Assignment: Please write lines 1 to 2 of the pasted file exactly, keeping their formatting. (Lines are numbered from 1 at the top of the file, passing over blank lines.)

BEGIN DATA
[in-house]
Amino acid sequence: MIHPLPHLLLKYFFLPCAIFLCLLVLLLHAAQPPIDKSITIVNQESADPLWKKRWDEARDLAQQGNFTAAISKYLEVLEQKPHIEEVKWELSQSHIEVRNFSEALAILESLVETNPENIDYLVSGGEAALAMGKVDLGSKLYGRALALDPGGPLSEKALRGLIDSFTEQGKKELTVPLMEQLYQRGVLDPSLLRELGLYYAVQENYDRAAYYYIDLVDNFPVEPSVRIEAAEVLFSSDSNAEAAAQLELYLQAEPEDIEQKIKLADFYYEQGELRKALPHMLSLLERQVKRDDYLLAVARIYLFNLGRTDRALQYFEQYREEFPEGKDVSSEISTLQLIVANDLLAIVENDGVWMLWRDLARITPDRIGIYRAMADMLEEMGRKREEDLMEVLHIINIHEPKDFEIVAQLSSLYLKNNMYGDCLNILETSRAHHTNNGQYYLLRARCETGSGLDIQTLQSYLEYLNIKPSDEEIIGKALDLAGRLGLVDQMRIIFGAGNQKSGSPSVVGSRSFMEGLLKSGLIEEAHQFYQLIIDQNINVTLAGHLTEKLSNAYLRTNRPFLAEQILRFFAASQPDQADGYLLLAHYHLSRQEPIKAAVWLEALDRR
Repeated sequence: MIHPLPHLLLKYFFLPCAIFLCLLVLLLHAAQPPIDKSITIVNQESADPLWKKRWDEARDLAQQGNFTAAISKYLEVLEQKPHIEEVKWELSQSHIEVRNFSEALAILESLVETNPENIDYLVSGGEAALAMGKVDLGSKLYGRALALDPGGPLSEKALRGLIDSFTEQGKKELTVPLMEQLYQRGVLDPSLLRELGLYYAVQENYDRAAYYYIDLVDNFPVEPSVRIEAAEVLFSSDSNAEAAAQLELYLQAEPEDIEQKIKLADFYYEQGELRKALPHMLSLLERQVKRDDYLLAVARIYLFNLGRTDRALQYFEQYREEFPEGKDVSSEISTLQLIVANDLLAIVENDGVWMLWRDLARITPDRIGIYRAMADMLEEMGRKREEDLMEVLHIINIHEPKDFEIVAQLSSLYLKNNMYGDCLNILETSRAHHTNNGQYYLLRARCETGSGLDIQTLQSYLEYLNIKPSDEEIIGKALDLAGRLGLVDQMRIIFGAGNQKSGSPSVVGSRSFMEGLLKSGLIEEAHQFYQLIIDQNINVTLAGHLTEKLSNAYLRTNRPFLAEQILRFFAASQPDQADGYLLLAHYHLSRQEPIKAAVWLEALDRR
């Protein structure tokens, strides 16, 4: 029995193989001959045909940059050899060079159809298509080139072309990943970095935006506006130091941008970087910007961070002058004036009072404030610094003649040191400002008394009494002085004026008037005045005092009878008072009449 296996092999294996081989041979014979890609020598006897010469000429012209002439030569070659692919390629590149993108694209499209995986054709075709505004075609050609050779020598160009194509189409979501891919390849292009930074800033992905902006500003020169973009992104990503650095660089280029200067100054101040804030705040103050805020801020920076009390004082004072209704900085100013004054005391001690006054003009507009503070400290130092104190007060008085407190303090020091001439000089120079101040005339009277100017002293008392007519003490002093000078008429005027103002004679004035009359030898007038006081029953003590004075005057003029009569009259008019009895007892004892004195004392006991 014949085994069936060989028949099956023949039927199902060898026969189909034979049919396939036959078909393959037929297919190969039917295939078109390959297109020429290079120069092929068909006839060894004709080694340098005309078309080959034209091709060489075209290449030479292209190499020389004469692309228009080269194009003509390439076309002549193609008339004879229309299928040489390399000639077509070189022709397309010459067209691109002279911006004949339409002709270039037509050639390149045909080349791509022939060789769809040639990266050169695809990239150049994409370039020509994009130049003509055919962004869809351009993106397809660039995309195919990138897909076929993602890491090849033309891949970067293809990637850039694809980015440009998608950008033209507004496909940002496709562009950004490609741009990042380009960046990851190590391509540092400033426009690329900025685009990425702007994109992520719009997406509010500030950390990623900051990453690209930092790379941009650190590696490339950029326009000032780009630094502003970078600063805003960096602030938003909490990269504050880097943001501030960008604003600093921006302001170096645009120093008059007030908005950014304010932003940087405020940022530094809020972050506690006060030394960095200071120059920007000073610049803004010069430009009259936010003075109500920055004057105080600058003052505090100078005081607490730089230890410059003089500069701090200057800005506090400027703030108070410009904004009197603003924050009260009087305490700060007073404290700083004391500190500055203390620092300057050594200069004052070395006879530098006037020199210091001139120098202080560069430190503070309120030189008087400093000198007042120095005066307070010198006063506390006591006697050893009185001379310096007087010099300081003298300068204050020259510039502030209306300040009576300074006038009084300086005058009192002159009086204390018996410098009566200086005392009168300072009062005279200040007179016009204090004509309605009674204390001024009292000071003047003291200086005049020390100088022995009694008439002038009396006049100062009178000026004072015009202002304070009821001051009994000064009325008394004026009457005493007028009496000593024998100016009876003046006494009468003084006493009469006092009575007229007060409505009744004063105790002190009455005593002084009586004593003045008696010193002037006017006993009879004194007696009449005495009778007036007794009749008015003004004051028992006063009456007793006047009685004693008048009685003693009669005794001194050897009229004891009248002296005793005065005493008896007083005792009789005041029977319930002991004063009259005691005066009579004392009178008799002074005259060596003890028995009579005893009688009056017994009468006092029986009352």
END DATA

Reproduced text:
[in-house]
Amino acid sequence: MIHPLPHLLLKYFFLPCAIFLCLLVLLLHAAQPPIDKSITIVNQESADPLWKKRWDEARDLAQQGNFTAAISKYLEVLEQKPHIEEVKWELSQSHIEVRNFSEALAILESLVETNPENIDYLVSGGEAALAMGKVDLGSKLYGRALALDPGGPLSEKALRGLIDSFTEQGKKELTVPLMEQLYQRGVLDPSLLRELGLYYAVQENYDRAAYYYIDLVDNFPVEPSVRIEAAEVLFSSDSNAEAAAQLELYLQAEPEDIEQKIKLADFYYEQGELRKALPHMLSLLERQVKRDDYLLAVARIYLFNLGRTDRALQYFEQYREEFPEGKDVSSEISTLQLIVANDLLAIVENDGVWMLWRDLARITPDRIGIYRAMADMLEEMGRKREEDLMEVLHIINIHEPKDFEIVAQLSSLYLKNNMYGDCLNILETSRAHHTNNGQYYLLRARCETGSGLDIQTLQSYLEYLNIKPSDEEIIGKALDLAGRLGLVDQMRIIFGAGNQKSGSPSVVGSRSFMEGLLKSGLIEEAHQFYQLIIDQNINVTLAGHLTEKLSNAYLRTNRPFLAEQILRFFAASQPDQADGYLLLAHYHLSRQEPIKAAVWLEALDRR